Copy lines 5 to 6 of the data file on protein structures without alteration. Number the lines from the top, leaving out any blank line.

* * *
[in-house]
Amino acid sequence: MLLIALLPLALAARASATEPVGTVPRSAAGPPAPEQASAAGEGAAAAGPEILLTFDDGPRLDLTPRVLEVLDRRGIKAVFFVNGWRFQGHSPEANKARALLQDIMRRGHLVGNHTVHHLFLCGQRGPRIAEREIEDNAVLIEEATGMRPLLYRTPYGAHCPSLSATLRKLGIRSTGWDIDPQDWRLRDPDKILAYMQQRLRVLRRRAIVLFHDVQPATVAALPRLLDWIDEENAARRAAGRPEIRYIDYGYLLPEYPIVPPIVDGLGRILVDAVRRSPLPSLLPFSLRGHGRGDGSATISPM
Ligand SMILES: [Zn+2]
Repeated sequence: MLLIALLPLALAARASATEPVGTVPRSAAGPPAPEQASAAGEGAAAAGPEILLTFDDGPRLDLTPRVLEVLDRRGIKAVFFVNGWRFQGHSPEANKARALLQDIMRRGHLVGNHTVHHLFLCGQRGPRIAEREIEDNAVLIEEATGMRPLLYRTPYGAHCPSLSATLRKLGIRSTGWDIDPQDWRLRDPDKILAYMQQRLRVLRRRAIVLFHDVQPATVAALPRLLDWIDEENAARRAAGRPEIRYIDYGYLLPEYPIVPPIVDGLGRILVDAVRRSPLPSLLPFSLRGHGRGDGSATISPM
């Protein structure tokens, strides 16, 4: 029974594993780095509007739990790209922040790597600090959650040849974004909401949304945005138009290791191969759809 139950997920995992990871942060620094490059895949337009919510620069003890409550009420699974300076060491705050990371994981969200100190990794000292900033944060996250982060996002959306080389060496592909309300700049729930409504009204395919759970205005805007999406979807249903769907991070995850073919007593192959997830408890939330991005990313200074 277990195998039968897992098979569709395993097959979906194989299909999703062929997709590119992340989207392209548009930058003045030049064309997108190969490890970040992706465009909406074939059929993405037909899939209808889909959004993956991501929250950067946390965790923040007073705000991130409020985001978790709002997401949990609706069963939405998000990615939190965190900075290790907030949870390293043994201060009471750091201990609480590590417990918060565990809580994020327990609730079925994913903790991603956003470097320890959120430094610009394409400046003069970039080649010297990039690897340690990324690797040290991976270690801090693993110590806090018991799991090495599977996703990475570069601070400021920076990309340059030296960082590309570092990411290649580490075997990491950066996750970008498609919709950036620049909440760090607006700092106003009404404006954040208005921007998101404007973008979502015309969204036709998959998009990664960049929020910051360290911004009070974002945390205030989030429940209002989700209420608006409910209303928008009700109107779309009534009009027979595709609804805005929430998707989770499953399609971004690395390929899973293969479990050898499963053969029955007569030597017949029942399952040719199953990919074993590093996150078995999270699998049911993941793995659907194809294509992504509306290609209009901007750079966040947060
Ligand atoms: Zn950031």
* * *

């Protein structure tokens, strides 16, 4: 029974594993780095509007739990790209922040790597600090959650040849974004909401949304945005138009290791191969759809 139950997920995992990871942060620094490059895949337009919510620069003890409550009420699974300076060491705050990371994981969200100190990794000292900033944060996250982060996002959306080389060496592909309300700049729930409504009204395919759970205005805007999406979807249903769907991070995850073919007593192959997830408890939330991005990313200074 277990195998039968897992098979569709395993097959979906194989299909999703062929997709590119992340989207392209548009930058003045030049064309997108190969490890970040992706465009909406074939059929993405037909899939209808889909959004993956991501929250950067946390965790923040007073705000991130409020985001978790709002997401949990609706069963939405998000990615939190965190900075290790907030949870390293043994201060009471750091201990609480590590417990918060565990809580994020327990609730079925994913903790991603956003470097320890959120430094610009394409400046003069970039080649010297990039690897340690990324690797040290991976270690801090693993110590806090018991799991090495599977996703990475570069601070400021920076990309340059030296960082590309570092990411290649580490075997990491950066996750970008498609919709950036620049909440760090607006700092106003009404404006954040208005921007998101404007973008979502015309969204036709998959998009990664960049929020910051360290911004009070974002945390205030989030429940209002989700209420608006409910209303928008009700109107779309009534009009027979595709609804805005929430998707989770499953399609971004690395390929899973293969479990050898499963053969029955007569030597017949029942399952040719199953990919074993590093996150078995999270699998049911993941793995659907194809294509992504509306290609209009901007750079966040947060
Ligand atoms: Zn950031």